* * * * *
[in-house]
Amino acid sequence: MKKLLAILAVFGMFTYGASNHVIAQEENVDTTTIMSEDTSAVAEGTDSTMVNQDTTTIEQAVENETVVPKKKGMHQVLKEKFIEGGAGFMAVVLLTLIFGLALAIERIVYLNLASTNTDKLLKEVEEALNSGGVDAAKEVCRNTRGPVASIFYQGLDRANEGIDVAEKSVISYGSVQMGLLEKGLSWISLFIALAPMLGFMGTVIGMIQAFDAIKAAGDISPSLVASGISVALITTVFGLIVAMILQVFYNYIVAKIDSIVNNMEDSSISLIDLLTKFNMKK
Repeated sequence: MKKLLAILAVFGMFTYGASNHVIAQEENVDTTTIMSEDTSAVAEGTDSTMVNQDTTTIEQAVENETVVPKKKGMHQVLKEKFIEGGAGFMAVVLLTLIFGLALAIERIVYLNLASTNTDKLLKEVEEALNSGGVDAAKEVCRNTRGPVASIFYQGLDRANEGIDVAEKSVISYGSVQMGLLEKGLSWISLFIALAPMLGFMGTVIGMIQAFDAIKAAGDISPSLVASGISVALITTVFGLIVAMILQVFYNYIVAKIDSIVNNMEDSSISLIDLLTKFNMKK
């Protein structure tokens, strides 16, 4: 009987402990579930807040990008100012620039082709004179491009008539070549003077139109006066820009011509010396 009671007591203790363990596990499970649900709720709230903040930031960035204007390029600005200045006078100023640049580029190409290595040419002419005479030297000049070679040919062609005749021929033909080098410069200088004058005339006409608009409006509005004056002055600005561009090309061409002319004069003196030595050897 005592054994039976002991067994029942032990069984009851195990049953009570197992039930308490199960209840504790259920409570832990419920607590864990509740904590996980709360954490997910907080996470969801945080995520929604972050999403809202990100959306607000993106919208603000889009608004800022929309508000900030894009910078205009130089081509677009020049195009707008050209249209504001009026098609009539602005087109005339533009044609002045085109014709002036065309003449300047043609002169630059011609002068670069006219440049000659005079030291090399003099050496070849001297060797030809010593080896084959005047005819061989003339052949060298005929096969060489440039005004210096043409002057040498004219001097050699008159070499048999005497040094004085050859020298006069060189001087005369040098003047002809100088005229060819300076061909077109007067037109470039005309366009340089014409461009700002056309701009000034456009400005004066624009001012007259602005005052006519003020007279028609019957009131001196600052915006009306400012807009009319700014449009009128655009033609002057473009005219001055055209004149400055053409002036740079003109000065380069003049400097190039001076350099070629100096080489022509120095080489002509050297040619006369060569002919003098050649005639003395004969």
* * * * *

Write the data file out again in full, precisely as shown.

[in-house]
Amino acid sequence: MKKLLAILAVFGMFTYGASNHVIAQEENVDTTTIMSEDTSAVAEGTDSTMVNQDTTTIEQAVENETVVPKKKGMHQVLKEKFIEGGAGFMAVVLLTLIFGLALAIERIVYLNLASTNTDKLLKEVEEALNSGGVDAAKEVCRNTRGPVASIFYQGLDRANEGIDVAEKSVISYGSVQMGLLEKGLSWISLFIALAPMLGFMGTVIGMIQAFDAIKAAGDISPSLVASGISVALITTVFGLIVAMILQVFYNYIVAKIDSIVNNMEDSSISLIDLLTKFNMKK
Repeated sequence: MKKLLAILAVFGMFTYGASNHVIAQEENVDTTTIMSEDTSAVAEGTDSTMVNQDTTTIEQAVENETVVPKKKGMHQVLKEKFIEGGAGFMAVVLLTLIFGLALAIERIVYLNLASTNTDKLLKEVEEALNSGGVDAAKEVCRNTRGPVASIFYQGLDRANEGIDVAEKSVISYGSVQMGLLEKGLSWISLFIALAPMLGFMGTVIGMIQAFDAIKAAGDISPSLVASGISVALITTVFGLIVAMILQVFYNYIVAKIDSIVNNMEDSSISLIDLLTKFNMKK
């Protein structure tokens, strides 16, 4: 009987402990579930807040990008100012620039082709004179491009008539070549003077139109006066820009011509010396 009671007591203790363990596990499970649900709720709230903040930031960035204007390029600005200045006078100023640049580029190409290595040419002419005479030297000049070679040919062609005749021929033909080098410069200088004058005339006409608009409006509005004056002055600005561009090309061409002319004069003196030595050897 005592054994039976002991067994029942032990069984009851195990049953009570197992039930308490199960209840504790259920409570832990419920607590864990509740904590996980709360954490997910907080996470969801945080995520929604972050999403809202990100959306607000993106919208603000889009608004800022929309508000900030894009910078205009130089081509677009020049195009707008050209249209504001009026098609009539602005087109005339533009044609002045085109014709002036065309003449300047043609002169630059011609002068670069006219440049000659005079030291090399003099050496070849001297060797030809010593080896084959005047005819061989003339052949060298005929096969060489440039005004210096043409002057040498004219001097050699008159070499048999005497040094004085050859020298006069060189001087005369040098003047002809100088005229060819300076061909077109007067037109470039005309366009340089014409461009700002056309701009000034456009400005004066624009001012007259602005005052006519003020007279028609019957009131001196600052915006009306400012807009009319700014449009009128655009033609002057473009005219001055055209004149400055053409002036740079003109000065380069003049400097190039001076350099070629100096080489022509120095080489002509050297040619006369060569002919003098050649005639003395004969």